Beaker: a model technician

To be published in the Journal of the IST Spring 2017

The 1970s was an important decade in the history of scientific communication. In 1972 “Cosmos: A Personal Voyage” the seminal television series featuring Carl Sagan was released; four years later Richard Dawkins published The Selfish Gene. However, these pivotal moments were eclipsed when Dr. Bunsen Honeydew and his technician Beaker burst onto our television screens.

These colossi of television science began their careers on Jim Henson’s infotainment show “The Muppets Show” [1]. The show was designed to satisfy the increasingly sophisticated and knowledge-hungry children of the space age, combining serious theatrical criticism with refined musical and dance performances, classical theatre, culinary discussion, and hard-hitting in-depth interviews with major stars such as Rudolph Nureyev and Elton John.

Within this eclectic intellectual atmosphere, scientific input was vital and the “Muppet Labs: where the Future is Being Made Today” soon became pivotal to the show’s success. The audience hotly anticipated the moment when Kermit the Frog would bring up the curtain on the white-coated Honeydew and his technician Beaker in one of their many impressively high-tech experimental laboratories.

Dr. Bunsen Honeydew and Beaker

It is often forgotten that Honeydew initially presented the Muppet Labs segments alone. However, Honeydew was criticized for being too cold and intellectually distant for even the sophisticated Muppet Show audience to relate to him; as well as struggling to perform experiments and talk at the same time. It was clear that an assistant was needed and so, a star was born. Beaker added practical knowhow but, more importantly, an empathic humanity to the feature. His nervous manner endeared him to audiences and his characteristic bulging eyes and red hair made him an instantly recognisable personality. He became a great ambassador for science, particularly for the role of experimentation and the scientific method.

Beaker was willing to risk life and nose in his commitment to the scientific method. A classic example of this was his willingness to be used as a target to demonstrate the ground-breaking banana sharpener. The Honeydew-Beaker collaboration also introduced the edible paperclip, magnetic carrots, and the electric nose warmer to an amazed world. While these inventions may fail to impress a jaded millennial audience, they were true wonders in the more innocent age of the 1970s.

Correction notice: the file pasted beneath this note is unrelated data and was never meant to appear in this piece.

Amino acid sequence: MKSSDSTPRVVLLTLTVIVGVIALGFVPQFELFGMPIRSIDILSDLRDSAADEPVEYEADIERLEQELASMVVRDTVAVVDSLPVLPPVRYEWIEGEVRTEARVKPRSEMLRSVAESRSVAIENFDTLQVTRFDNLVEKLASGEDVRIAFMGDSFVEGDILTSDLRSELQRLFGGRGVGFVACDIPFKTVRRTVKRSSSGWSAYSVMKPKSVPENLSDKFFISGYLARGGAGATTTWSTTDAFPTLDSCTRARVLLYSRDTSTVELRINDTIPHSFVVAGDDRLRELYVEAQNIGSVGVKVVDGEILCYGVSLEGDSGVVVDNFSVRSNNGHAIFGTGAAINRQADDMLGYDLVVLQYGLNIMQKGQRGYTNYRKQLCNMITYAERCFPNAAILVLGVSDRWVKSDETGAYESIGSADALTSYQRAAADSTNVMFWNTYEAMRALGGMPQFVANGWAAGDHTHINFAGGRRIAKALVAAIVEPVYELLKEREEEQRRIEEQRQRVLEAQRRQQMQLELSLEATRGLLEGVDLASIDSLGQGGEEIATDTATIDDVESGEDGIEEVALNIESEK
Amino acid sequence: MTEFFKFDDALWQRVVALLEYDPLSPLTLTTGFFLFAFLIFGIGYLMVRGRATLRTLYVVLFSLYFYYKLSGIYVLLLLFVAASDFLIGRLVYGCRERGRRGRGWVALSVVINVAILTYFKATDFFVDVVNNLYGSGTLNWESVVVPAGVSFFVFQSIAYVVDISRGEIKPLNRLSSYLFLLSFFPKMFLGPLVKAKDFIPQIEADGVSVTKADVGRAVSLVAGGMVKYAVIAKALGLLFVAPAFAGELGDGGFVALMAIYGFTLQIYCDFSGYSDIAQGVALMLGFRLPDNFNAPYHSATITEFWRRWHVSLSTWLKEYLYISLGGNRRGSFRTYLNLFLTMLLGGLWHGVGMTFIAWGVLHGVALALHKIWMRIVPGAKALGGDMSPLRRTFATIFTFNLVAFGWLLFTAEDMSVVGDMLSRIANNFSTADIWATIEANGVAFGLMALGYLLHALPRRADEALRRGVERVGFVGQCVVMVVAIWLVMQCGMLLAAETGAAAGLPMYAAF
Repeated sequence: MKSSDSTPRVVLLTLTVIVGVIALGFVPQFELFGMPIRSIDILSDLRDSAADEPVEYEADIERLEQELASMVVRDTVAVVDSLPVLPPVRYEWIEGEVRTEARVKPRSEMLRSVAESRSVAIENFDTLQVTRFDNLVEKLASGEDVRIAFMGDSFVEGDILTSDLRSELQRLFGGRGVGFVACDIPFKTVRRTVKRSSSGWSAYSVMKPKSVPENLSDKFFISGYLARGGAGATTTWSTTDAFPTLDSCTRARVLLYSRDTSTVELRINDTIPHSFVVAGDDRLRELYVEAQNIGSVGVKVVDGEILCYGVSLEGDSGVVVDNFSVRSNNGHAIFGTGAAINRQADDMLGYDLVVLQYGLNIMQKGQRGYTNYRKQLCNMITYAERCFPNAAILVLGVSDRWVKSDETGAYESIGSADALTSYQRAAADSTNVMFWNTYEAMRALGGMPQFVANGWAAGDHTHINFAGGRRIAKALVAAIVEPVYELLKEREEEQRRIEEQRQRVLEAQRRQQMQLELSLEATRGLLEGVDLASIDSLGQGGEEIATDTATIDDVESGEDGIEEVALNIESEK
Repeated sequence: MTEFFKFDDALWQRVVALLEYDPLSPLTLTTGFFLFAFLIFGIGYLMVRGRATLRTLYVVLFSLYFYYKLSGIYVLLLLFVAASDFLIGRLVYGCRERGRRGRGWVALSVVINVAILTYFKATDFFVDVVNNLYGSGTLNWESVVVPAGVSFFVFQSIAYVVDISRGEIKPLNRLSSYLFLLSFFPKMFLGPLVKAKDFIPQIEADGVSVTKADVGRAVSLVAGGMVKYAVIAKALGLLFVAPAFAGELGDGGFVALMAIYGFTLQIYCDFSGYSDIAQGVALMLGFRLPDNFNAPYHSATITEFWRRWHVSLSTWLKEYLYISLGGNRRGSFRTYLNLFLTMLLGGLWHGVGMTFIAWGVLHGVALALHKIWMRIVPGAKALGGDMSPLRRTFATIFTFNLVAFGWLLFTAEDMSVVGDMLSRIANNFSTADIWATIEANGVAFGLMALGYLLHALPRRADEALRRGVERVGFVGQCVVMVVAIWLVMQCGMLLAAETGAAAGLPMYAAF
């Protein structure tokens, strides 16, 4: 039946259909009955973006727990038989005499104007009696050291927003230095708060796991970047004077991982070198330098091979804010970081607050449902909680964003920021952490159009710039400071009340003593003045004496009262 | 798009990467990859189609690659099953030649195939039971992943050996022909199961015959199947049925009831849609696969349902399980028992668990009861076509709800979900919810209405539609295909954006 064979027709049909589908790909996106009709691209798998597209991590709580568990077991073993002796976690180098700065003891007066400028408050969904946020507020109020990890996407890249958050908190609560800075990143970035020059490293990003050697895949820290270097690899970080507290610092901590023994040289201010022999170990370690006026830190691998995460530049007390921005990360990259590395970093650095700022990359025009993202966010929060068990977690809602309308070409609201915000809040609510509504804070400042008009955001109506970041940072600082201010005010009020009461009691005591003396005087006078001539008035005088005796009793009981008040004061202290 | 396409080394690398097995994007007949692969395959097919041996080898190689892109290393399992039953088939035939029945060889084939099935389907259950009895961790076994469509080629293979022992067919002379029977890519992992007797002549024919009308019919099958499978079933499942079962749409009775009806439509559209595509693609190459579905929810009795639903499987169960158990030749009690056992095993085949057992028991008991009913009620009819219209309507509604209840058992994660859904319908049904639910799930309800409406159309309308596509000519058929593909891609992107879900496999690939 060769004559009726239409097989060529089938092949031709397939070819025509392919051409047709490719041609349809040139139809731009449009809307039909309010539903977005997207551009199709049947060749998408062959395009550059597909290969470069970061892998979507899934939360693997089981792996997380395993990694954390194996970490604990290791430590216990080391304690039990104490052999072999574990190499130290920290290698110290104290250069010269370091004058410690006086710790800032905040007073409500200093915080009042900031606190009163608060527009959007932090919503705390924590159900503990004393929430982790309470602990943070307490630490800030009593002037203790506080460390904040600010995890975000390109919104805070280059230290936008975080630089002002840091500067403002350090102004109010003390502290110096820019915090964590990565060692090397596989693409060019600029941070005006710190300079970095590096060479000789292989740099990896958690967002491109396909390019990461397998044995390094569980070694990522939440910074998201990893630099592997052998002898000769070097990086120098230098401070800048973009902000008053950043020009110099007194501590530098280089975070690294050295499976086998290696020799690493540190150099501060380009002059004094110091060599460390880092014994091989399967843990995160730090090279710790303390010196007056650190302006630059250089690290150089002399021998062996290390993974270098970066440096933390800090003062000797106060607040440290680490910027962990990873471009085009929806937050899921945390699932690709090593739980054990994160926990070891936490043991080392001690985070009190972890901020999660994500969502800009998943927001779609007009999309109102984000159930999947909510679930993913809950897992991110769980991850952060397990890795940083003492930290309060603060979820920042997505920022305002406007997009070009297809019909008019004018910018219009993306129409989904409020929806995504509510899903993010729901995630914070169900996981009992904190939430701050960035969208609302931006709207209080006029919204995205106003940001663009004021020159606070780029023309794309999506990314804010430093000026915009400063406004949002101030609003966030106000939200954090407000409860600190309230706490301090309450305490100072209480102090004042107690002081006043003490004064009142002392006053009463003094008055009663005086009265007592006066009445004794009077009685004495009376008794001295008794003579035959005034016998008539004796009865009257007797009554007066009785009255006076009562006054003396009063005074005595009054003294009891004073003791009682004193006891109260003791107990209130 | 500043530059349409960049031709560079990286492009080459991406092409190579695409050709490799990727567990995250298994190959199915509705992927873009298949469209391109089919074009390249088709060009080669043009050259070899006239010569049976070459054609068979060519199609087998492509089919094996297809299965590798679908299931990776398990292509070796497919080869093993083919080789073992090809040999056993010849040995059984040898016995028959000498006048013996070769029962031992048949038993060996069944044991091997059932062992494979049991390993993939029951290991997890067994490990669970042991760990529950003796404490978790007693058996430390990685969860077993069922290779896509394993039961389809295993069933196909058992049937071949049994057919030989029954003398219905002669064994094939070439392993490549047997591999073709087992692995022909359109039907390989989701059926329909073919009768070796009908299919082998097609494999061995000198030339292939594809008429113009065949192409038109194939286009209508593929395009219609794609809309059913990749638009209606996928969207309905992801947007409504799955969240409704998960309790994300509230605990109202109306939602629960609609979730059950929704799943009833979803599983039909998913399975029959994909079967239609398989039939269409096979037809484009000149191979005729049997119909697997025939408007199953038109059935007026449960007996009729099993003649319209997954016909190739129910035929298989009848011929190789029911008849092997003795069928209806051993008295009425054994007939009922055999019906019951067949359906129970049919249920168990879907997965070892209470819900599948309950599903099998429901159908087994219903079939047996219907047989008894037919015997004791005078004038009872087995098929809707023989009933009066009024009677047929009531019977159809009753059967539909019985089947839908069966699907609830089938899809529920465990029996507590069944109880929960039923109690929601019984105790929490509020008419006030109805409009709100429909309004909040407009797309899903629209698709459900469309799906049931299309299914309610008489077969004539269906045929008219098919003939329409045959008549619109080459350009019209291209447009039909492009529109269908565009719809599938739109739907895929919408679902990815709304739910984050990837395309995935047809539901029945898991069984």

Beaker and Bunsen’s on-screen relationship was complex. Many have said that Beaker’s apparently accident prone ways were, in fact, the result of his victimisation by an increasingly jealous and bitter Honeydew, resentful of Beaker’s instant fame. If this was so, Beaker showed the true phlegmatic nature of the technician by keeping his dignity throughout; notwithstanding one episode in which undergoing repeated cloning procedures pushed the fiery red head to the limit. In anger at the treatment, Beaker and his clones chased Honeydew around the lab throwing the whole show into uproar. Despite this, it is clear that their relationship was a close one that led to incredible fame and success for both parties.

Beaker at his phlegmatic best

Unfortunately, in 1981 “The Muppet Show” was discontinued and Beaker and Honeydew’s careers began to decline. The few cameo roles they took subsequently cast them as parodies of their former selves. Lapses in Beaker’s judgement crept into his career choices: his ill-advised musical career was particular difficult with his covers of Queen’s “Bohemian Rhapsody” and Morris Albert’s “Feelings” meeting with general condemnation. There was also a brief and tragic affair with model Petra Němcová, the details of which are well known and best forgotten [2].

It is a credit to Beaker that the media and the adoring public are swift to forgive and forget. He and Honeydew are still cult figures, voted Britain’s favourite cinematic scientists in 2004 [3]. The pair hold an important place in the history of science communication and I for one would not be the technician I am today without growing up under Beaker’s influence.

By Andy Connelly


  •  [1] J. Henson, The Muppet Show – Season 1-5, Walt Disney Studios HE.
  • [2] Beaker, Meep and other four letter words: my autobiography, Madeuppublisher (19-)
  • [3] “Not Such Muppets Now”,, British Science Association (2010).


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